What every real estate agent needs to know about Zillow’s decision to become a competing brokerage.
I’m not an attorney. I don’t even play one on TV. But I do have a team who have helped me research and vet the information real estate agents should know as they navigate the real estate disrupter in their marketplace named Zillow. Zillow does not “come in peace”, as their former CEO once professed, but instead is a competing brokerage that is coming for the traditional agents’ clients.
Zillow Recently Made the Move to Become a Licensed Brokerage
They have made the move to becoming a licensed brokerage in different states across the U.S., and more are coming online at a rapid pace.
Why is that a problem? When real estate agents hear the word “Zillow” – they still think of them as a media company that provides leads or as a search engine for homes. That is a mistake, because Zillow has expanded their business model and is now a brokerage in direct competition with real estate agents.
The bigger problem is that Zillow is financing that competitive model on revenue from agents themselves who subscribe to Zillow’s Premier Agent™ product. Agents are funding their own competition.
The Two Biggest Questions That Real Estate Professionals are Asking
1. As REALTORS®, aren’t we prevented from saying anything bad or disparaging about Zillow because of the Code of Ethics?
Let’s first look at the actual code that has created this misbelief. The NAR Code of Ethics states: REALTORS® shall not knowingly or recklessly make false or misleading statements about other real estate professionals, their businesses, or their business .
As you will notice, the code does not say you cannot criticize, comment, complain, etc….it says you cannot make “false or misleading statements”. As an industry, we have every right to criticize any fellow REALTOR® if we think they are acting in bad faith. I would even argue, it’s our duty and responsibility to speak up and speak out when a REALTOR® IS acting against the greater good of our industry.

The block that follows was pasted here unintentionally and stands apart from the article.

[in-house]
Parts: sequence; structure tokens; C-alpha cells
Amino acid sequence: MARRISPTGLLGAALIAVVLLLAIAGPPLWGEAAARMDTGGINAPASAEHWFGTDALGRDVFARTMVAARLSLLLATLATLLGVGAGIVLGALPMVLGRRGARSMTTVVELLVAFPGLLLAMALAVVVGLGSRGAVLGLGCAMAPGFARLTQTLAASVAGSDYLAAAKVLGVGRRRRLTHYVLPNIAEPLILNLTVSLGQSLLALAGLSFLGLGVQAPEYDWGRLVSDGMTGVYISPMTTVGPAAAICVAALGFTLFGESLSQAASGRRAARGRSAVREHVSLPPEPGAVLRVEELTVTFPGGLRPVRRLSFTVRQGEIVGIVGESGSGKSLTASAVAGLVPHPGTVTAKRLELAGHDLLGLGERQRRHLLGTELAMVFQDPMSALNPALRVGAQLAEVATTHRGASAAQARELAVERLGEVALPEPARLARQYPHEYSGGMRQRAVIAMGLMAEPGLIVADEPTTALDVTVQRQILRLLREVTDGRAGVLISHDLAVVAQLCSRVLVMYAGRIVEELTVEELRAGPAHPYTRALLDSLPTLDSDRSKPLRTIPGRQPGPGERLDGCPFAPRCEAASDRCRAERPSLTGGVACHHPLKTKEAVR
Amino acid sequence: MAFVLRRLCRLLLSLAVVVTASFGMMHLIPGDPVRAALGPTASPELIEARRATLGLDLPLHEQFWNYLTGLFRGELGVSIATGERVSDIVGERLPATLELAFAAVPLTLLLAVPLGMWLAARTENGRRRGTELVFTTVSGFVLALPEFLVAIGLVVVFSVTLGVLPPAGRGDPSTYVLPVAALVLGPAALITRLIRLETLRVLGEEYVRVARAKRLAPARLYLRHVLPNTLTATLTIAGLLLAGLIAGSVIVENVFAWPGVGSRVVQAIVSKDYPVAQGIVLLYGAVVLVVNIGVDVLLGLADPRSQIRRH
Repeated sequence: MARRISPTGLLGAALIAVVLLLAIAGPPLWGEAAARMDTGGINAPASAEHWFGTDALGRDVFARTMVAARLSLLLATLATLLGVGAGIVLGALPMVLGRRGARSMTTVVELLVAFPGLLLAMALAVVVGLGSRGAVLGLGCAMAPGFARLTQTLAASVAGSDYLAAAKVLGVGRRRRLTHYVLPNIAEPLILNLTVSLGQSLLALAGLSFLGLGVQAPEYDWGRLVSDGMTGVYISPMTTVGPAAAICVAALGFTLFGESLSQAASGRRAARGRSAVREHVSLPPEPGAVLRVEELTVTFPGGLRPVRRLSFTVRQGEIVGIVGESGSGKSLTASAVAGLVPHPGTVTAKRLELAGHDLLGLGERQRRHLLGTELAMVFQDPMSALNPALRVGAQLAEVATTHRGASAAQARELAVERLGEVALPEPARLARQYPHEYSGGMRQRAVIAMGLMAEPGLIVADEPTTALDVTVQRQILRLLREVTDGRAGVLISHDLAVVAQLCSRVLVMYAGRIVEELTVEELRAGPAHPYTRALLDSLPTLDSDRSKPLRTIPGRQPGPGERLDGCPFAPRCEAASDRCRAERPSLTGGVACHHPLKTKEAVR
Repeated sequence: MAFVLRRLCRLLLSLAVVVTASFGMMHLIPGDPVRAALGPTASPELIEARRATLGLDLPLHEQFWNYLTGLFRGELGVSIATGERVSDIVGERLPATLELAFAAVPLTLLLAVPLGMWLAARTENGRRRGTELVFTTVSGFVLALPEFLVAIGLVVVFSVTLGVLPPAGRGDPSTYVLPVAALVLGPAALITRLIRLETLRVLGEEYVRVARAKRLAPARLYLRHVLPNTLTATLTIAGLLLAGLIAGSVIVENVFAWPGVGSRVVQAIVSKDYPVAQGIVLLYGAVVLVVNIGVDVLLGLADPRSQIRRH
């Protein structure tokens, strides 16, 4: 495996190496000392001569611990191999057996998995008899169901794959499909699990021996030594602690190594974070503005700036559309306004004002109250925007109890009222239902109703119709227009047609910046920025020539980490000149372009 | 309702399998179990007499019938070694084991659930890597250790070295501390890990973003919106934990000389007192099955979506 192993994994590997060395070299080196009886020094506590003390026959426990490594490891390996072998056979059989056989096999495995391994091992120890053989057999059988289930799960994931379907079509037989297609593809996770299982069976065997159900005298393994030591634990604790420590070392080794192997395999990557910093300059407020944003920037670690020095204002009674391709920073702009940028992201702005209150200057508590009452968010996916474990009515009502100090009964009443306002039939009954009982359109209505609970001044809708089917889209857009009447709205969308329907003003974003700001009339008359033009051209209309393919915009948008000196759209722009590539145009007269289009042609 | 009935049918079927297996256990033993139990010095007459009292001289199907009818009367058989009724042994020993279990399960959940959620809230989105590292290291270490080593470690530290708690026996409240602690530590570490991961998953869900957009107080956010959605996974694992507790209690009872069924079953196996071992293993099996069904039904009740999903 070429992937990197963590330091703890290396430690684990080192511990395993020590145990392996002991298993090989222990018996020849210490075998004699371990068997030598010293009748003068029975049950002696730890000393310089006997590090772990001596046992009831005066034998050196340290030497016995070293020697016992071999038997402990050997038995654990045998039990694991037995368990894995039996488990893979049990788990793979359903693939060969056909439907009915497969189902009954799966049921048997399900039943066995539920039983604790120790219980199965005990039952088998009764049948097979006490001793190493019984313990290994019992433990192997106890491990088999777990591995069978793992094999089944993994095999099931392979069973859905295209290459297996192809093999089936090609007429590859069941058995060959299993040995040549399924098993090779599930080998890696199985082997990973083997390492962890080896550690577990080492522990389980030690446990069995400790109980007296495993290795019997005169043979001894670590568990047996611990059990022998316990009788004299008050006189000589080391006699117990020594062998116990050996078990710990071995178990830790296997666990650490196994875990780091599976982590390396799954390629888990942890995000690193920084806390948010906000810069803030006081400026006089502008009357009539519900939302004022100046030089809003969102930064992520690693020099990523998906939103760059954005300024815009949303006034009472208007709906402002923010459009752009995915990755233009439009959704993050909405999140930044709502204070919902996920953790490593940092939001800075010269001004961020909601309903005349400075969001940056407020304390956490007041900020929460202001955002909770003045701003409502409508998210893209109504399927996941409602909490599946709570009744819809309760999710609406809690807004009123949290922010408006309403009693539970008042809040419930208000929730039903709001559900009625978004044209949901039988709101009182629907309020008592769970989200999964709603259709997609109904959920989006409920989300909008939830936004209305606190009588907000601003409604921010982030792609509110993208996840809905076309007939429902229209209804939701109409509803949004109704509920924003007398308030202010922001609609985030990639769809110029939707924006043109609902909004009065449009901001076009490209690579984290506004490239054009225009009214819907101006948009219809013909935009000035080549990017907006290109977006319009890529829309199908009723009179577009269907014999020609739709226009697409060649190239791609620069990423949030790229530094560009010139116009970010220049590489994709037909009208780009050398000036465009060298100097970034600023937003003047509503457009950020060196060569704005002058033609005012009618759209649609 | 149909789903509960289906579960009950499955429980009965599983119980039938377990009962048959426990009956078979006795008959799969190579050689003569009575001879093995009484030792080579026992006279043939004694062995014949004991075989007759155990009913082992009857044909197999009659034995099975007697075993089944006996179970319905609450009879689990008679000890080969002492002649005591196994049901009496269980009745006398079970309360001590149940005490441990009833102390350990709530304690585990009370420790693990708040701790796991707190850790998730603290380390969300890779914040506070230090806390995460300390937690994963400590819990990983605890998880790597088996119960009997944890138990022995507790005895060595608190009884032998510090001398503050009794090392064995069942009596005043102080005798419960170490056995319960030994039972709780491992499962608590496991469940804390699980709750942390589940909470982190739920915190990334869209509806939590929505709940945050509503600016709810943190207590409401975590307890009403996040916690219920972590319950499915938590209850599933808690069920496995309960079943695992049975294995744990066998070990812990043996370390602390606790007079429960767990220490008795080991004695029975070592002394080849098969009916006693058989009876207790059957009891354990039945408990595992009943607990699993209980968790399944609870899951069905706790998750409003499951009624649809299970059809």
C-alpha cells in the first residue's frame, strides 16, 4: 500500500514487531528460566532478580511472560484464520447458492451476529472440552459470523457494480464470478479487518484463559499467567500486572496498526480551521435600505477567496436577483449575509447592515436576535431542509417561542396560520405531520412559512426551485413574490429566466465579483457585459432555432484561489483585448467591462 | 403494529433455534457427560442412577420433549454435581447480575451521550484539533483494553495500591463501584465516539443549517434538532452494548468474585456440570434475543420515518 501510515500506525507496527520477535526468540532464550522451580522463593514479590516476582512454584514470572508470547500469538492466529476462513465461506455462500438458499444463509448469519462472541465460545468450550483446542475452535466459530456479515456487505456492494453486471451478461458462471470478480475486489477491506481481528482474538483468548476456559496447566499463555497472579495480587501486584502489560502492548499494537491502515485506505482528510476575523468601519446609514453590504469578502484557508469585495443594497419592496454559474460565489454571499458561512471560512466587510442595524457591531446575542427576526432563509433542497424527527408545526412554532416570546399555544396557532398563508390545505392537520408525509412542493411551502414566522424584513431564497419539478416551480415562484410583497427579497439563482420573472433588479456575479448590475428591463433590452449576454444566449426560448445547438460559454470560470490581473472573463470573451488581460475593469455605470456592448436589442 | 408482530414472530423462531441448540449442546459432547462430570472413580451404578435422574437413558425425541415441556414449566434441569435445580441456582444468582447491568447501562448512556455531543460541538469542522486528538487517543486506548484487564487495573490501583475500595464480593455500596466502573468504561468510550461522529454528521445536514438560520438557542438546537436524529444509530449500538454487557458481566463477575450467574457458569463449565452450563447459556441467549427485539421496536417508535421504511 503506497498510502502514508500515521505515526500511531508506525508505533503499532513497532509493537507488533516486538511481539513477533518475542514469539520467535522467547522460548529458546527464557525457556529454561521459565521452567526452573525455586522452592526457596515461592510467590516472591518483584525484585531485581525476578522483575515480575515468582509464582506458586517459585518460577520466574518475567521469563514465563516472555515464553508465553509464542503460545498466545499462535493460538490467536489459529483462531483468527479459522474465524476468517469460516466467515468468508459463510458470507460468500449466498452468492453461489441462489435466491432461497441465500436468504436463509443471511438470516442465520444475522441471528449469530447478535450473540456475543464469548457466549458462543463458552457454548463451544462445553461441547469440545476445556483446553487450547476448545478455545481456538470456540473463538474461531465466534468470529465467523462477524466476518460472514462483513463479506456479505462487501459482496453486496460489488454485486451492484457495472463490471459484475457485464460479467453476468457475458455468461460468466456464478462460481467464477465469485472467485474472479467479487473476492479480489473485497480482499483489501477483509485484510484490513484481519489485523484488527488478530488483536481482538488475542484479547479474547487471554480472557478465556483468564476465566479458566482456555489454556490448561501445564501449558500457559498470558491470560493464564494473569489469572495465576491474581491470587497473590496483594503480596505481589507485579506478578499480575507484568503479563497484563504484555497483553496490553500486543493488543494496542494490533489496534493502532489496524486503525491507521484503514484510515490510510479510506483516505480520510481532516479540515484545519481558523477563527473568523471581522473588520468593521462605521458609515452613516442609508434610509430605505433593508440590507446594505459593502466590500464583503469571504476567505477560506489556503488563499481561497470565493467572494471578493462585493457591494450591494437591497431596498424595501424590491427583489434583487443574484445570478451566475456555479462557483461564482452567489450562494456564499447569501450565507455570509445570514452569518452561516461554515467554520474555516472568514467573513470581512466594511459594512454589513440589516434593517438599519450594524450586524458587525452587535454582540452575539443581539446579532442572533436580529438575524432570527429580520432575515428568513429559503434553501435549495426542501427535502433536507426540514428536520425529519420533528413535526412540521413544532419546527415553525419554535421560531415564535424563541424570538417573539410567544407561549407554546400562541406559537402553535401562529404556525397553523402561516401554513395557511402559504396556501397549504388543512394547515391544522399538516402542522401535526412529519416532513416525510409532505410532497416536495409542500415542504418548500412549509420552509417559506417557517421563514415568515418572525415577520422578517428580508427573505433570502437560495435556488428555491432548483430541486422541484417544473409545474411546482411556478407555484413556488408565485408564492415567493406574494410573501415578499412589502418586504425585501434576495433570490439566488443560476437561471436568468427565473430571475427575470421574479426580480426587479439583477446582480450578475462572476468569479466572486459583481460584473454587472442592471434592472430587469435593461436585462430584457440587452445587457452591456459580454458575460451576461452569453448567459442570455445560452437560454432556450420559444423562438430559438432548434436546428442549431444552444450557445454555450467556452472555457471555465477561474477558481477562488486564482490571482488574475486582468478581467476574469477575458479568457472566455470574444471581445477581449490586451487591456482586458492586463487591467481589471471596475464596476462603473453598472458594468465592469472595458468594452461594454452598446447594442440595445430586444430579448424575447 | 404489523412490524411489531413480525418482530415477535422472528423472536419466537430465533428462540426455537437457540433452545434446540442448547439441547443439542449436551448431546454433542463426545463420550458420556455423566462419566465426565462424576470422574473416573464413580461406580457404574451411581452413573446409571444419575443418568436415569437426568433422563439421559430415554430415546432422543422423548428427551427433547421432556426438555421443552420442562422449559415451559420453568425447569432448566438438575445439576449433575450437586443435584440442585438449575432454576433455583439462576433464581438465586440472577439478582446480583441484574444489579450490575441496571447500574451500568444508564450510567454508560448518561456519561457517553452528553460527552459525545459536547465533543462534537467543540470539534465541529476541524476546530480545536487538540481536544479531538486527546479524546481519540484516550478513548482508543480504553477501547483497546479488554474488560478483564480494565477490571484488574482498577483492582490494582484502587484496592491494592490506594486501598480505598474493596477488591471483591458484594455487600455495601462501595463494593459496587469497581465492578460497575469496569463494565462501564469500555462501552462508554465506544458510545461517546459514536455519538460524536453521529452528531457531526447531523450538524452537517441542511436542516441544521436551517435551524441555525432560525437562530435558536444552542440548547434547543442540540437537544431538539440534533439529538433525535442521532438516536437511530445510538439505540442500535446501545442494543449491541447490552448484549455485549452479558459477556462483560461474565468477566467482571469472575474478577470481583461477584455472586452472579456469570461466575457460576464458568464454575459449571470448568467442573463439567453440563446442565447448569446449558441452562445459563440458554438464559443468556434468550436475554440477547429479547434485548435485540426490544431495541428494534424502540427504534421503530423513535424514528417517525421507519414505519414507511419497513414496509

To summarize that point: if we are stating the facts, clearly and truthfully, then it is not an ethics violation.
2. If we discuss boycotting Zillow as an industry, isn’t that a violation of Anti-Trust Laws?
First, let’s be clear on who we are talking about.
Zillow Group is a corporation and there are several businesses within that organization.
- Premier Agent – a subscription service that real estate agents pay for to obtain leads. This product accounts for (as last reported) 89.9% of Zillow’s revenue.
- Zillow Homes – a licensed brokerage entity, to streamline Zillow Offers transactions.
- Zillow Offers –buys and sells homes just like an investor who buys and flips properties.
Second, we are not talking about boycotting Zillow Group or Zillow Homes the brokerage. We are suggesting that agents should stop giving money to Zillow Premier Agent, their media subsidiary,
Now, let’s look at what the Sherman Act states:
The Sherman Antitrust Act: It makes it unlawful for “every contract, combination, or conspiracy in restraint of trade,” and any “monopolization, attempted monopolization, or conspiracy or combination to monopolize.” Investopedia did a terrific job of breaking down the law in layman’s terms here.